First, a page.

He got one more with the Astros and then walked away, just not from baseball. It’s a different kind of Spring Training for Dusty, in the stands instead of in the dugout. He says he’s fine with it, really. It’s still a different kind of baseball spring for him. And he knows it’s going to be even more different once he gets to Opening Day.

More than 2,000 games as a player. More than twice that many as a manager.

“Yeah,” Dusty Baker said. “I’m gonna miss those games.”

Not as much as they’re going to miss him.

Is Dusty done managing for good this time? 'Never say never' (2024)


Who does Dusty Baker currently manage? ›

Former Houston Astros manager Dusty Baker has returned to the San Francisco Giants in a new role. After spending three of his last 26 years as manager with the Astros, Baker will move into a front office position as the special assistant to president of baseball operations Farhan Zaidi and CEO Larry Baer.

Who is the Astros' new manager? ›

New Houston Astros manager Joe Espada wants his team to have a different mindset on offense.

Is Dusty Baker still a coach of the Houston Astros? ›

After retiring as a player, Baker served as the manager of the Giants from 1993 to 2002, the Chicago Cubs from 2003 to 2006, the Cincinnati Reds from 2008 to 2013, the Washington Nationals from 2016 to 2017, and the Houston Astros from 2020 to 2023.

What team does Dusty Baker play for? ›

Dusty was drafted by the Atlanta Braves and made his debut on September 7, 1968 as a 19-year-old player. He would go on to have a stellar career with the Atlanta Braves (1968-75), Los Angeles Dodgers (1976-83), San Francisco Giants (1984) and Oakland Athletics (1985-86), appearing in 2,039 games, with a .

Is Dusty Baker managing a team in 2024? ›

Dusty Baker won't be managing in 2024, but he will be involved in baseball. On Monday night USA Today reported that Baker, the former Houston Astros manager, agreed to become a special assistant with the San Francisco Giants, the player where he started his managerial career.

Who is the Astros manager for 2024? ›

The Astros' new manager, Joe Espada, was introduced on Monday and spoke on how he has accomplished his dream job with his family by his side.

Did Dusty Baker retire as a manager? ›

Baker, 74, retired from managing after the Houston Astros were eliminated from the postseason last October in the ALCS.

Does Dusty Baker have a wife? ›

Is Dusty Baker coming back to the Astros next year? ›

Dusty Baker tells multiple people that 2023 is his final season as Astros manager: Sources. HOUSTON – Dusty Baker has expressed to multiple people inside and outside of the Houston Astros organization that 2023 will be his final season as manager, sources briefed on the matter told The Athletic over the past week.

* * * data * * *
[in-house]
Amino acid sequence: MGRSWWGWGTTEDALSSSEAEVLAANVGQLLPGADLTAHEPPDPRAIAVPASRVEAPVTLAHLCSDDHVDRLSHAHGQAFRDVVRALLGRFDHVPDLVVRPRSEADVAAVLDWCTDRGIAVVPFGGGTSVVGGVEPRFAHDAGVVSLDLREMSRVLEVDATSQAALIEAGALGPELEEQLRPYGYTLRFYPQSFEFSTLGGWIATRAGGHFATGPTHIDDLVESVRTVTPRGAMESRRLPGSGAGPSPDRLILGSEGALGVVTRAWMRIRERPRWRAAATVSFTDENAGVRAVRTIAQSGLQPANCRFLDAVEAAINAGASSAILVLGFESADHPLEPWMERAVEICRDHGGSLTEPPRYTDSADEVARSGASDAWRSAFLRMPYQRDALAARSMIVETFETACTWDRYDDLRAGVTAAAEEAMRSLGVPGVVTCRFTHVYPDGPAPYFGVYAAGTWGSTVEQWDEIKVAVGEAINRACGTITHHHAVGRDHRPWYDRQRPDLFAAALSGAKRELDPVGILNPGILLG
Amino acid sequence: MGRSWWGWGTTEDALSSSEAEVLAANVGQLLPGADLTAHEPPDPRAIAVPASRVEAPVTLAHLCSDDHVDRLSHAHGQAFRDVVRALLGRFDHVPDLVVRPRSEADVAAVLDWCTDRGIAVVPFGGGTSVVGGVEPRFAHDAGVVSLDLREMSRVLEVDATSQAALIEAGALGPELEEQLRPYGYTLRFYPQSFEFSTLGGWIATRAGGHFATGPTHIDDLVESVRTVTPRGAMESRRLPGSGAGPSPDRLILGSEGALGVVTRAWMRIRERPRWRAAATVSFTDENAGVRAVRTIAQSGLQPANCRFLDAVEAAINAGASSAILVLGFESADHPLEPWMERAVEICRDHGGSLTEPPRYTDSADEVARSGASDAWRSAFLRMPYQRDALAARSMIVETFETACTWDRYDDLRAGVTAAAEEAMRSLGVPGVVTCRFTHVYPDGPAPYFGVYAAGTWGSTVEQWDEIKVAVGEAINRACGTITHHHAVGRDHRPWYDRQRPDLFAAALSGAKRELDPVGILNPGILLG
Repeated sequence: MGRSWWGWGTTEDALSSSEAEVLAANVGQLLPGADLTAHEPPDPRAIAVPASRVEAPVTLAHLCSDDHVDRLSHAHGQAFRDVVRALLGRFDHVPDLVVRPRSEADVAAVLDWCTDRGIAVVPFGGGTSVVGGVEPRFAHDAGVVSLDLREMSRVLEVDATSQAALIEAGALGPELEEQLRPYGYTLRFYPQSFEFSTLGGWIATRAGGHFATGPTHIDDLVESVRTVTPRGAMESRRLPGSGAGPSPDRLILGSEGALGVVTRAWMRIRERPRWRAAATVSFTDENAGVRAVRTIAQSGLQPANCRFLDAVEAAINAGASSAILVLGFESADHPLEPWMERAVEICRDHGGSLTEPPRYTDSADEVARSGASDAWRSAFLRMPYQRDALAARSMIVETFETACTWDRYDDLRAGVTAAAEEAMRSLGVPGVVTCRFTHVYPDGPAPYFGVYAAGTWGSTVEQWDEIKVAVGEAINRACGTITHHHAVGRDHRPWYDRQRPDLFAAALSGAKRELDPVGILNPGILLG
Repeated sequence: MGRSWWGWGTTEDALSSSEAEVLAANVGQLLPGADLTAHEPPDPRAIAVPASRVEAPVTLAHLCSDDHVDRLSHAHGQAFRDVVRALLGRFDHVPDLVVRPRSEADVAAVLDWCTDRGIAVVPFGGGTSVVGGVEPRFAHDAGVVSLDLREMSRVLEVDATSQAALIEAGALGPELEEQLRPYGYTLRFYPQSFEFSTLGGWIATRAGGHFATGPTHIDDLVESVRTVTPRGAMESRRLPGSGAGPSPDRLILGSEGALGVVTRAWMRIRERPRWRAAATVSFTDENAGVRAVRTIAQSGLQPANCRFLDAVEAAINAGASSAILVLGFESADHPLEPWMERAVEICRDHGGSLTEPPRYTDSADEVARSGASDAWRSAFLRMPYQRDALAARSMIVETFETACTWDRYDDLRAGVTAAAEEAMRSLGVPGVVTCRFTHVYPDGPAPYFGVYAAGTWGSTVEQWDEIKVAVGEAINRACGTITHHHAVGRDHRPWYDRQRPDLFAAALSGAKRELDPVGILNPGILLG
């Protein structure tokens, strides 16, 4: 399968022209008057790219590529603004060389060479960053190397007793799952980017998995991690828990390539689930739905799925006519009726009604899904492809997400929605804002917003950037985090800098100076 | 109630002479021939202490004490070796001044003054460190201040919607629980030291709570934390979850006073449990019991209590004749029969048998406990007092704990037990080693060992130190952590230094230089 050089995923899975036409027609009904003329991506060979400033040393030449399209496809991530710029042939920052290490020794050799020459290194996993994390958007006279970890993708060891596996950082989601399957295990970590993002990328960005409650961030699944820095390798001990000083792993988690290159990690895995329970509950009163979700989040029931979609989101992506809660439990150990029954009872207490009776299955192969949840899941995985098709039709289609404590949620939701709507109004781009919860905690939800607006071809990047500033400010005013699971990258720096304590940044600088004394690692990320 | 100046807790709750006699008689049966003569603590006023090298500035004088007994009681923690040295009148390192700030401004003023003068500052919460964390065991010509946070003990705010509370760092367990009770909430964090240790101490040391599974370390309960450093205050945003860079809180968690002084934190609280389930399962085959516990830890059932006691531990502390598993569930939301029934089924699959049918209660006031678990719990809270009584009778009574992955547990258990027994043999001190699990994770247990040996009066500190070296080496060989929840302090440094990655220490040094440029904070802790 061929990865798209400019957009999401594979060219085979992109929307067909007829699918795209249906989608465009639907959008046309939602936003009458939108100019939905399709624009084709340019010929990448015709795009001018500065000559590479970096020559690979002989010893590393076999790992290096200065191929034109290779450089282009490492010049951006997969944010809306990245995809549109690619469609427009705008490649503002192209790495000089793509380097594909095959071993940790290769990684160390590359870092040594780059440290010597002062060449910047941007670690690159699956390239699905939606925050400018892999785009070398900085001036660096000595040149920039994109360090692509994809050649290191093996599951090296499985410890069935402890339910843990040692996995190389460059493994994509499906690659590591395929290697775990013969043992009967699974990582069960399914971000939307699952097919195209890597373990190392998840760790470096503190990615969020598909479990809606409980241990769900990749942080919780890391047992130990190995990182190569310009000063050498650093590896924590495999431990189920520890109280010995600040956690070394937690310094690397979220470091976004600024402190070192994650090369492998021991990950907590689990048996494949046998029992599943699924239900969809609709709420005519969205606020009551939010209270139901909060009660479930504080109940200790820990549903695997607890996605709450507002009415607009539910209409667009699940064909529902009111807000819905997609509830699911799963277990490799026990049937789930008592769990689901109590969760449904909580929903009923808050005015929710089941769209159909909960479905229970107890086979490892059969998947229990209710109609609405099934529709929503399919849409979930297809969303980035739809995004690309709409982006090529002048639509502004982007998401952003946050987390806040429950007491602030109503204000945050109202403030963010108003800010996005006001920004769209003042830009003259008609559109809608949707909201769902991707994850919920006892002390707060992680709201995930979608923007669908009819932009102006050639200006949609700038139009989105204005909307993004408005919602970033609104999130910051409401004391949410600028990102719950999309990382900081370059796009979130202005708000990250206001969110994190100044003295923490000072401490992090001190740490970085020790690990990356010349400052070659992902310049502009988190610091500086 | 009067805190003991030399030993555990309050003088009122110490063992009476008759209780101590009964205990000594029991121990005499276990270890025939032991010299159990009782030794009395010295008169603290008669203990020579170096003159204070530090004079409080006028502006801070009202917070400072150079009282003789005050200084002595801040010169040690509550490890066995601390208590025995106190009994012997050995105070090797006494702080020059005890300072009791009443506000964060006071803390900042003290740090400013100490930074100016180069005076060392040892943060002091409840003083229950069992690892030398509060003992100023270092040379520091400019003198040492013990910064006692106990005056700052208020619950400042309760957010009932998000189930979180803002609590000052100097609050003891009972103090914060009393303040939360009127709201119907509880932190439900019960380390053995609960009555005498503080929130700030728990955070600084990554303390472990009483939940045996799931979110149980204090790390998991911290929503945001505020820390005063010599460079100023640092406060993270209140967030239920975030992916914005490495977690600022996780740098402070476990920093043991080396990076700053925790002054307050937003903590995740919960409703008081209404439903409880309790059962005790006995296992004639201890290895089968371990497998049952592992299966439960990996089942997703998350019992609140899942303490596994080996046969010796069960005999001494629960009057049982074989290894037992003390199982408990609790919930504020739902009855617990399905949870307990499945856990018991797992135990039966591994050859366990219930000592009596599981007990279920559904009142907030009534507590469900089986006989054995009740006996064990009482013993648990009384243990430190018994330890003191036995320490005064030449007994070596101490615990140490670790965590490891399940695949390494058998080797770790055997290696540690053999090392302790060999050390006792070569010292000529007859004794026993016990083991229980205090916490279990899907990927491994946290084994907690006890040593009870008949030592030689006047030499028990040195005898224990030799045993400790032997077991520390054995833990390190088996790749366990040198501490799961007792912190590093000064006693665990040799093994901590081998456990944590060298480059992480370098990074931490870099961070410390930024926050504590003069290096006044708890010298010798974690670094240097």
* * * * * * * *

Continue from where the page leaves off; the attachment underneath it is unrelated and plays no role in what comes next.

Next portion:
Did Dusty Baker invent the High Five? ›

Magic Johnson says he invented high five with Michigan State teammate Greg Kelser. Former Cincinnati Reds manager Dusty Baker is credited by many as the inventor of the high five, after he shared the gesture with teammate Glenn Burke while playing for the Los Angeles Dodgers in 1977.

Did Dusty Baker go to college? ›

attended American River College in Sacramento, CA.... spent the 2007 season working for ESPN as a broadcaster and as a co-host of Baseball Tonight... wife's name is Melissa...they have a 10-year old son, Darren...

What is Dusty Baker famous for? ›

A legend in baseball, Dusty Baker is the only a 3-time Major League Baseball Manager of the year in Major League history, a former All-Star as a player, and a former Marine.

Is Dusty Baker back with the Giants? ›

Baker's MLB managing career began with the Giants in 1993

Dusty Baker is returning to the San Francisco Giants as a special adviser to baseball operations, the team announced Thursday. “I've enjoyed my stops at various places, but I'm happy to be back home,” Baker said in a team release.

Who is the manager of the San Francisco Giants? ›

The San Francisco Giants have hired manager Bob Melvin away from the division rival San Diego Padres. Melvin occasionally cracked down if he noticed a lack of participation during the national anthem. He says the team is embracing the policy change.